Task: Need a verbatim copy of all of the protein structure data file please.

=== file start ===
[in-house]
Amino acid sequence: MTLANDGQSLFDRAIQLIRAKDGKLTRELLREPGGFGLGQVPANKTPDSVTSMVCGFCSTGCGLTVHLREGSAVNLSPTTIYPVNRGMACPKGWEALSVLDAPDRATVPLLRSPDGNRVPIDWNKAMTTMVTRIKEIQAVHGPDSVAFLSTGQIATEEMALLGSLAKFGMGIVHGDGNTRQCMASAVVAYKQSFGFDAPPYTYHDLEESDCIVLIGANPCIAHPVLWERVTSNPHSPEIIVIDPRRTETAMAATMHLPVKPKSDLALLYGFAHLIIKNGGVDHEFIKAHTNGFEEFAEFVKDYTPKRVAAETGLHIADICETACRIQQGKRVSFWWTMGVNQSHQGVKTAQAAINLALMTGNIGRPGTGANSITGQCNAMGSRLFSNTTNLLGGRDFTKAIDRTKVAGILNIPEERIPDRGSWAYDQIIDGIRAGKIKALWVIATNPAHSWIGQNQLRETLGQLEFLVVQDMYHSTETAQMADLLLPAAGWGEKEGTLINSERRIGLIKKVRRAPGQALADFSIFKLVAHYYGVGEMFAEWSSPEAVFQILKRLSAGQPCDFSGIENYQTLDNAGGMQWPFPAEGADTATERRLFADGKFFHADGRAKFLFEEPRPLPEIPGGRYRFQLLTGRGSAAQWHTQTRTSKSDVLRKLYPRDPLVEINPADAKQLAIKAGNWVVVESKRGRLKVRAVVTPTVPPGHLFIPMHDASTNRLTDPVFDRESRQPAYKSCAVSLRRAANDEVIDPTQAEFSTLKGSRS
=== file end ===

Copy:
[in-house]
Amino acid sequence: MTLANDGQSLFDRAIQLIRAKDGKLTRELLREPGGFGLGQVPANKTPDSVTSMVCGFCSTGCGLTVHLREGSAVNLSPTTIYPVNRGMACPKGWEALSVLDAPDRATVPLLRSPDGNRVPIDWNKAMTTMVTRIKEIQAVHGPDSVAFLSTGQIATEEMALLGSLAKFGMGIVHGDGNTRQCMASAVVAYKQSFGFDAPPYTYHDLEESDCIVLIGANPCIAHPVLWERVTSNPHSPEIIVIDPRRTETAMAATMHLPVKPKSDLALLYGFAHLIIKNGGVDHEFIKAHTNGFEEFAEFVKDYTPKRVAAETGLHIADICETACRIQQGKRVSFWWTMGVNQSHQGVKTAQAAINLALMTGNIGRPGTGANSITGQCNAMGSRLFSNTTNLLGGRDFTKAIDRTKVAGILNIPEERIPDRGSWAYDQIIDGIRAGKIKALWVIATNPAHSWIGQNQLRETLGQLEFLVVQDMYHSTETAQMADLLLPAAGWGEKEGTLINSERRIGLIKKVRRAPGQALADFSIFKLVAHYYGVGEMFAEWSSPEAVFQILKRLSAGQPCDFSGIENYQTLDNAGGMQWPFPAEGADTATERRLFADGKFFHADGRAKFLFEEPRPLPEIPGGRYRFQLLTGRGSAAQWHTQTRTSKSDVLRKLYPRDPLVEINPADAKQLAIKAGNWVVVESKRGRLKVRAVVTPTVPPGHLFIPMHDASTNRLTDPVFDRESRQPAYKSCAVSLRRAANDEVIDPTQAEFSTLKGSRS